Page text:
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Colon Diseases

Colon diseases can be downright frightening. With some diseases being potentially fatal, such as colon cancer, it is important for you to recognize the various symptoms. In that way, you will be more likely to seek treatment in a timely manner. Early treatment is crucial because most of these diseases can be cured completely if caught in the early stages. The following is a brief overview of some of the most common diseases of the colon and their treatment options.

Colon Polyps

Perhaps the most common of all colon diseases are colon polyps. In fact, many people have colon polyps and do not even realize it. In most cases, colon polyps are benign and do not cause any real issues. On the other hand, colon polyps can be an indicator of colon cancer.

Unlike many other diseases, there are no symptoms associated with colon polyps. Therefore, most people don’t realize they have colon polyps until they receive a routine checkup. The chances of developing colon polyps increases dramatically after the age of 50. Therefore, it is a good idea to start having regular checkups after this age. It is especially important to begin getting checkups if you have a family history of colon polyps or if a family member has suffered from colon cancer.

All colon polyps should be removed, even if they are not believed to be cancerous. In fact, removing and testing them is the only way to be absolutely sure. In most cases, colon polyps are cut away during a colonoscopy.  If they are particularly large, however, a more invasive surgery may be necessary. This would entail cutting through your abdomen in order to remove the polyps.

If the colon polyps are cancerous, simply removing them with a colonoscopy may be enough. Otherwise, other treatment options such as radiation treatment or chemotherapy may be necessary, but this would be a matter for discussion with a highly qualified physician.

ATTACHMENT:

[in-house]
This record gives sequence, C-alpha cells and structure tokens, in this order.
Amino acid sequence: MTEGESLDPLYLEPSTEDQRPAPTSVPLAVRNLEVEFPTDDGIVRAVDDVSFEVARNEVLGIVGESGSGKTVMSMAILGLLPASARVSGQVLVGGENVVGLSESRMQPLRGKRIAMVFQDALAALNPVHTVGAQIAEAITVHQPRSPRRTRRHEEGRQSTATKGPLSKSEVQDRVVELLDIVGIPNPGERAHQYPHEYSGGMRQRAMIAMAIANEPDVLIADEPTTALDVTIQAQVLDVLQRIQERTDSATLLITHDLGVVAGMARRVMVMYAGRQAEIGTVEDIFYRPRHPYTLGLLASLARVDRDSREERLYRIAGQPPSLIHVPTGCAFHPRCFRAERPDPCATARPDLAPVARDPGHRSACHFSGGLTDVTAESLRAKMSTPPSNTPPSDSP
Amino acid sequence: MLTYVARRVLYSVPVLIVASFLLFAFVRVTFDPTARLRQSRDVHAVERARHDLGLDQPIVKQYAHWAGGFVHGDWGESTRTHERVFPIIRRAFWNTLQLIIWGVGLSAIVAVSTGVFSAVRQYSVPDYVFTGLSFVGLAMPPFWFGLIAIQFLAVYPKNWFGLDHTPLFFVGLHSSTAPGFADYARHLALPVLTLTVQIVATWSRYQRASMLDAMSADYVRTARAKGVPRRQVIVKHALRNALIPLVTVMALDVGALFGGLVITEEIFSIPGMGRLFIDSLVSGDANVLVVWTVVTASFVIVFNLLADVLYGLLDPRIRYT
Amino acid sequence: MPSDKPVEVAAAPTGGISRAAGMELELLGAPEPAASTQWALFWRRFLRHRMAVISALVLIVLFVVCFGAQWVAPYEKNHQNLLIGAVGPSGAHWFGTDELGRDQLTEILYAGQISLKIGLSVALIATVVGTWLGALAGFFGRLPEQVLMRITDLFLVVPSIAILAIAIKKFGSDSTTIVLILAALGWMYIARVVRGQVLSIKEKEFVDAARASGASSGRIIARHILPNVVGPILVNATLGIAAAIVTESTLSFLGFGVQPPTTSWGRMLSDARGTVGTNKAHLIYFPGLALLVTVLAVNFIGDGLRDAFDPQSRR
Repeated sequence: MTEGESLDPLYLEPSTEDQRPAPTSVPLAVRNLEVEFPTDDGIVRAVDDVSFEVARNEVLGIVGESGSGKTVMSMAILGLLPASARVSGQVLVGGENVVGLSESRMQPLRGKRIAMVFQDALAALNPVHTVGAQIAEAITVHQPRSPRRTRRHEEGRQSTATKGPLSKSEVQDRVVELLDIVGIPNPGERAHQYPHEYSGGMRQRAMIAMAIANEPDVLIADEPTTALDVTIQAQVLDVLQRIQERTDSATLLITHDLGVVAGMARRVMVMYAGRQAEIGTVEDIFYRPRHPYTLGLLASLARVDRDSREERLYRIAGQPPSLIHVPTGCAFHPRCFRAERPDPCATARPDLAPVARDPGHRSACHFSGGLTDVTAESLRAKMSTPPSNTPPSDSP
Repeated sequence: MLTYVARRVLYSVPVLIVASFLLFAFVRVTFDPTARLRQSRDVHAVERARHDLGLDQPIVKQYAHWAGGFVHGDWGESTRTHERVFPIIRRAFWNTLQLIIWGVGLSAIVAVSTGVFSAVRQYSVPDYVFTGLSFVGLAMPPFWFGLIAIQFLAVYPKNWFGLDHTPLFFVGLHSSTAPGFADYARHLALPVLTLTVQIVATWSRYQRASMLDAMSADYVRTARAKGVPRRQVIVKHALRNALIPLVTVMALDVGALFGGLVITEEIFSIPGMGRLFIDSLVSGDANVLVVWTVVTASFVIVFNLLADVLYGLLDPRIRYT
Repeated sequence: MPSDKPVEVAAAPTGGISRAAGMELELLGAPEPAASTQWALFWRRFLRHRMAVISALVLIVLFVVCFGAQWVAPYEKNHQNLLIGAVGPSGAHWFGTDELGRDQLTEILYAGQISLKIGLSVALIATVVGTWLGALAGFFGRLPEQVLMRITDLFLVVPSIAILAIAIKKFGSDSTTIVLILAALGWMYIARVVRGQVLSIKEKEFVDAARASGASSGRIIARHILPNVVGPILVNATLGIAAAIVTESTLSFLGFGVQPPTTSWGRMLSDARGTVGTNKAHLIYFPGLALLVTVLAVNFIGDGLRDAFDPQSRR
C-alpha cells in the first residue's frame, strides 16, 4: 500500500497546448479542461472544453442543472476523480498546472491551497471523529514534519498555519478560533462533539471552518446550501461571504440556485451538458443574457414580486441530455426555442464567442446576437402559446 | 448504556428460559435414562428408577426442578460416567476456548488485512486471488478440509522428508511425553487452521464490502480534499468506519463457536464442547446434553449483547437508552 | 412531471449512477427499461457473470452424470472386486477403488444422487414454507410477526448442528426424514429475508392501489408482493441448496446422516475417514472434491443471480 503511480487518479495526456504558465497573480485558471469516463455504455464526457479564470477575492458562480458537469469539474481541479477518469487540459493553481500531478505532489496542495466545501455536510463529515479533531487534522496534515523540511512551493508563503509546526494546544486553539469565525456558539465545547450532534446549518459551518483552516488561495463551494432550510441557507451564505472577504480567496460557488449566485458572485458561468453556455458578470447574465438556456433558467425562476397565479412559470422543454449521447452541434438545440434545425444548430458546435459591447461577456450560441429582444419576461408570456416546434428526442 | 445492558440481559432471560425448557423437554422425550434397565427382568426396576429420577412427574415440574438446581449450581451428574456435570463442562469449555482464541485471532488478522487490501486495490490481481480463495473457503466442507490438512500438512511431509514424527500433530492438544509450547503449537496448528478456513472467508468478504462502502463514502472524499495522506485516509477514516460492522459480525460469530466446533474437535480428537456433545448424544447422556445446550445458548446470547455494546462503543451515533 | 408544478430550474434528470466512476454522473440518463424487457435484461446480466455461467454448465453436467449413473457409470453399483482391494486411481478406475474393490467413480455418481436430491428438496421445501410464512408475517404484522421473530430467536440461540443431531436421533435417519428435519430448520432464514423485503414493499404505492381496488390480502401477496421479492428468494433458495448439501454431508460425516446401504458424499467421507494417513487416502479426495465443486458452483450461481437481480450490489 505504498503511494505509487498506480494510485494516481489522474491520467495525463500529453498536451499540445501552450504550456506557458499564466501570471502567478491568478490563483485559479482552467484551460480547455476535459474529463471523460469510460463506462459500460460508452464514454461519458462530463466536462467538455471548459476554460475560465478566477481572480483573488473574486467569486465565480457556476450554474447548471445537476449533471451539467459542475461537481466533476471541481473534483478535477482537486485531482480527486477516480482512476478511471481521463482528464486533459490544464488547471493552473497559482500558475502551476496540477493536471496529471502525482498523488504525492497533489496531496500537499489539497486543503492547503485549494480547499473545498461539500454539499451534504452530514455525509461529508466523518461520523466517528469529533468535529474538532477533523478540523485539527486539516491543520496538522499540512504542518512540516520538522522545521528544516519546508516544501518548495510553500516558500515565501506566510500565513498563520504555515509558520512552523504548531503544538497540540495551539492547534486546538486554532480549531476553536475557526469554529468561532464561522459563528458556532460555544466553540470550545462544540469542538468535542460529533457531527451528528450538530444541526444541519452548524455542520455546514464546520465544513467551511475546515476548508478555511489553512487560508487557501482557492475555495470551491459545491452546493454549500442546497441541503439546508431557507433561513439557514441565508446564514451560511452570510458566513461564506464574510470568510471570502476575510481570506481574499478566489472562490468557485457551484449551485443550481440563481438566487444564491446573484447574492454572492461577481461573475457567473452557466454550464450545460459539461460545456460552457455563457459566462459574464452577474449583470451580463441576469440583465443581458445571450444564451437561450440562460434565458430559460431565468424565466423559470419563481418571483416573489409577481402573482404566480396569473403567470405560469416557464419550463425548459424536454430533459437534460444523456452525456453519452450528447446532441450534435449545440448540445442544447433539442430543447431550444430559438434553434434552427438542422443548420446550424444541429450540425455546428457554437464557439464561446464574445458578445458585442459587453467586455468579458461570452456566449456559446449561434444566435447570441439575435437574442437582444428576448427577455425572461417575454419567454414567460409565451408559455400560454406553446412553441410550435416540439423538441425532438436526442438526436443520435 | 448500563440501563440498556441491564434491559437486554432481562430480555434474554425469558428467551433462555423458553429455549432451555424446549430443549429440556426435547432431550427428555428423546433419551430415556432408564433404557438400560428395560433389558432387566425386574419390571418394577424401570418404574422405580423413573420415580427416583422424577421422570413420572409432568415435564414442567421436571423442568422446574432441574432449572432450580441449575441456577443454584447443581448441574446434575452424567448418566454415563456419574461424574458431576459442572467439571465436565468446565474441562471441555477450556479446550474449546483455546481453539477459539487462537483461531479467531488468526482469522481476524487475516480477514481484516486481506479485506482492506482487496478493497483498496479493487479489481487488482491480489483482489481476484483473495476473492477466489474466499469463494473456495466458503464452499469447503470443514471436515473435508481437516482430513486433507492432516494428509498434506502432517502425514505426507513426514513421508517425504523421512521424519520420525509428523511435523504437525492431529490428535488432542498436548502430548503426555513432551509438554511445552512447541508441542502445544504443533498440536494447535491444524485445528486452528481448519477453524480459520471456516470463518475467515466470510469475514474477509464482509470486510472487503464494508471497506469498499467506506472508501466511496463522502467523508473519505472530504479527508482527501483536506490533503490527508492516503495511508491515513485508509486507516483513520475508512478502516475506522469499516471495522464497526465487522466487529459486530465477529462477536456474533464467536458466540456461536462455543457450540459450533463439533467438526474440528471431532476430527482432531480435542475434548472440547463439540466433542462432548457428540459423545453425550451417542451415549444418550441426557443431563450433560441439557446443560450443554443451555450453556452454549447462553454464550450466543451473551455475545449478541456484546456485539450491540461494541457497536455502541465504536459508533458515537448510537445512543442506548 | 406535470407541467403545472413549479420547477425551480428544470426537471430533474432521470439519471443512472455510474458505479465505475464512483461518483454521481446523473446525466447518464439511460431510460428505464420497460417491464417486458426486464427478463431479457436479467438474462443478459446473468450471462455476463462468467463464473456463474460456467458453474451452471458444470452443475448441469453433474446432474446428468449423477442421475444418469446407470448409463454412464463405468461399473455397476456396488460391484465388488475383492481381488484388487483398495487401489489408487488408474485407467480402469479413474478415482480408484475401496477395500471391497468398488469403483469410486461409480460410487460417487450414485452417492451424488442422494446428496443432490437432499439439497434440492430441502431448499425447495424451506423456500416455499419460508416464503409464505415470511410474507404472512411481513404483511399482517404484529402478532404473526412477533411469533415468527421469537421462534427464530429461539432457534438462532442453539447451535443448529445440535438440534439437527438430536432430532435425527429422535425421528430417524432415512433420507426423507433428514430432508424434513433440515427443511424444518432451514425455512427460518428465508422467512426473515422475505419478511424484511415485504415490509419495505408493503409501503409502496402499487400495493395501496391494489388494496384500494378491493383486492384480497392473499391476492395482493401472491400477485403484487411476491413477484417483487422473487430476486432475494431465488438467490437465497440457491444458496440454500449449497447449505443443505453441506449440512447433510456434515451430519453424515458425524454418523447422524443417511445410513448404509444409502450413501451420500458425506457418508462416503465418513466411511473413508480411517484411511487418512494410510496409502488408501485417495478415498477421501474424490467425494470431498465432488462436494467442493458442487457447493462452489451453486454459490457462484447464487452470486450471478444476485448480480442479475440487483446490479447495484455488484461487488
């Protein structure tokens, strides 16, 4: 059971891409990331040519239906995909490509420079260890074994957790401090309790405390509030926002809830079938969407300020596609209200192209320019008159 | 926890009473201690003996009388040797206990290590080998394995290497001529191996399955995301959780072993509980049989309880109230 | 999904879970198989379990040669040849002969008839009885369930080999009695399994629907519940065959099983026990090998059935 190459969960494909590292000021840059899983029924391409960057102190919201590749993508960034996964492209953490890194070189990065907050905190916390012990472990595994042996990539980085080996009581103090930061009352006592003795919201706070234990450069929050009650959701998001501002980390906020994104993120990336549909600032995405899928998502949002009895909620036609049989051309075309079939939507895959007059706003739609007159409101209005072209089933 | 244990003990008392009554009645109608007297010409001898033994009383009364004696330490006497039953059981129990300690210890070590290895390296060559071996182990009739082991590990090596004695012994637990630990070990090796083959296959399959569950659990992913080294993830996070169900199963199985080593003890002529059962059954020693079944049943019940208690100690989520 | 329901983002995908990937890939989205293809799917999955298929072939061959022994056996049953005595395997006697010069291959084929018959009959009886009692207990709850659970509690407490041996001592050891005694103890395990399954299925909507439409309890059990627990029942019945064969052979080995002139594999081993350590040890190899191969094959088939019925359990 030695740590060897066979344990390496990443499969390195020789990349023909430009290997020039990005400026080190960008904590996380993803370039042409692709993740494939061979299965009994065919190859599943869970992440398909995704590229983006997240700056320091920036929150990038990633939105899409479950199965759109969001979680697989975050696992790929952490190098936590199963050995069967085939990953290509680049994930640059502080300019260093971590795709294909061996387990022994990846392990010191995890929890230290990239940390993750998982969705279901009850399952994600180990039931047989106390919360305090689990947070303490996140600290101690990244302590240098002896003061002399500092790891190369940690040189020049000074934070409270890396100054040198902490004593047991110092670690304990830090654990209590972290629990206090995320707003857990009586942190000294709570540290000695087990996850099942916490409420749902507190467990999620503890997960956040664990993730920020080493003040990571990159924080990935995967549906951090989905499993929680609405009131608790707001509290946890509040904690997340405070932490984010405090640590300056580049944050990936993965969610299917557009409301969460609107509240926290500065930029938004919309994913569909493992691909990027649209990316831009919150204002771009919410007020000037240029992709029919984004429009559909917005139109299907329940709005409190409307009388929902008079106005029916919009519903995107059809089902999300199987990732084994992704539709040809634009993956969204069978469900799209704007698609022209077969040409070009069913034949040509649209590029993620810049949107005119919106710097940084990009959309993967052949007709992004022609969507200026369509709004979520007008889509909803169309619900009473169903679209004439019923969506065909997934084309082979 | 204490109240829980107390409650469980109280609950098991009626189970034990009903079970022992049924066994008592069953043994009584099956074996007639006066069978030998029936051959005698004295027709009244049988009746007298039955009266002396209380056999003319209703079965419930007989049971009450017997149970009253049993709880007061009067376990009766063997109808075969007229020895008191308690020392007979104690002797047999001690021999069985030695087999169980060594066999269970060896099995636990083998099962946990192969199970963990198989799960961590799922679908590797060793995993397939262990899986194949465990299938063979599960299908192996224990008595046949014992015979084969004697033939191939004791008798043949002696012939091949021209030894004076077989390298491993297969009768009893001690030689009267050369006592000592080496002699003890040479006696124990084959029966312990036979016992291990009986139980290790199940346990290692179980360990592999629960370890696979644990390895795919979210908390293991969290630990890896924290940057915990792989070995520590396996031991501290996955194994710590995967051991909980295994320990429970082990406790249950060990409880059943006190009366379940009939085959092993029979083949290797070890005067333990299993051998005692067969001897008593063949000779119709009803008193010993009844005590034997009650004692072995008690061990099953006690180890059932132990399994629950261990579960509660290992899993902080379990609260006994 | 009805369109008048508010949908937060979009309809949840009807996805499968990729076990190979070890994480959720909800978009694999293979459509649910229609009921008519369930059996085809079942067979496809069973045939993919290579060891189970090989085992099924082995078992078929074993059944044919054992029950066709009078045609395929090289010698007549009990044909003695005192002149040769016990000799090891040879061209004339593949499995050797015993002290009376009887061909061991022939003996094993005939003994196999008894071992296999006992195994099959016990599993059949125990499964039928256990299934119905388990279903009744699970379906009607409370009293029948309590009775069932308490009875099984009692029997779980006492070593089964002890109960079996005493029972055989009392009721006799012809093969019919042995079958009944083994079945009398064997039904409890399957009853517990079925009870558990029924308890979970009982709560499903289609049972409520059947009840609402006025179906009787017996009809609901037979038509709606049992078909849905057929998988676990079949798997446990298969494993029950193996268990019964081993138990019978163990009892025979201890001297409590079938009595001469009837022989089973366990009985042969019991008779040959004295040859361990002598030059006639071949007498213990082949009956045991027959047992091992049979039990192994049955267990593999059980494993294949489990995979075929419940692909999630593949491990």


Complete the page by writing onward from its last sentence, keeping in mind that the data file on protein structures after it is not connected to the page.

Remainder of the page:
Diverticulosis

As with some other colon diseases, Diverticulosis doesn’t necessarily cause health problems or even present symptoms. Therefore, it is not a problem for about 80% of those affected by the condition. For the other 20%, however, Diverticulosis can cause pain, bleeding, and inflammation. This is because the condition weakens the muscles of the colon, which in turn prevents the mucosa lining from receiving blood through the arterioles.

Crohn’s Disease

Crohn’s Disease is a fairly common colon problem, with anywhere from 500,000 to two million people in the United States being affected. A person suffering from Crohn’s Disease has a narrow lumen, which causes the digestive tract to become easily inflamed.  Unlike many other colon diseases, Crohn’s Disease generally affects only the last portion of the small intestine but can affect any portion of the digestive tract. It is necessary to make positive dietary changes in order to treat Crohn’s Disease, though medication and surgery can provide some help.

Crohn’s Disease is usually diagnosed only after other colon diseases have been ruled out. Other diseases with similar symptoms include Irritable Bowel Syndrome and ulcerative colitis. These symptoms include bloating, cramping, diarrhea, fever, weight loss, abdominal pain, anal pain, skin lesions, rectal abscess, fissures, and joint pain. Another symptom, though less common, is excessive bleeding. If left unchecked, this can lead to anemia.

Irritable Bowel Syndrome

Irritable bowel syndrome, or IBS, is also referred to as a spastic colon. This is also one of the most common colon diseases in the United States. If you suffer from IBS, you might go through periods of constipation followed by periods of diarrhea. Or, you might suffer continually from just one of these two ailments. Other symptoms include fever, abdominal cramps, and nausea.

The exact cause of Irritable Bowel Syndrome is unknown, though most researchers believe it is caused by overly sensitive nerves in the colon. For most people, however, making dietary changes can significantly reduce or even eliminate the symptoms.

Ulcerative Colitis

As with diseases like Crohn’s Disease, Ulcerative Colitis affects approximately 500,000 to two million people in the United States. On the other hand, it affects mostly individuals under the age of 30. It is characterized by tiny ulcers on the lining of the colon and rectum that pus and bleed. Symptoms of Ulcerative Colitis include diarrhea, bloating, rectal bleeding, abdominal pain, constipation, fatigue, fever, and weight loss.

Diverticular Disease

Diverticular disease is one of the most common colon diseases affecting individuals between the ages of 60 and 80 in the United States. In fact, approximately 50% of people within this age bracket suffer from the disease, which is characterized by pockets in the colon walls becoming inflamed. As a result, individuals with Diverticular disease experience abdominal pain, diarrhea, cramps, and rectal bleeding. Most experts believe the disease, which places too much pressure on the colon, is caused by a lack of fiber in the diet.

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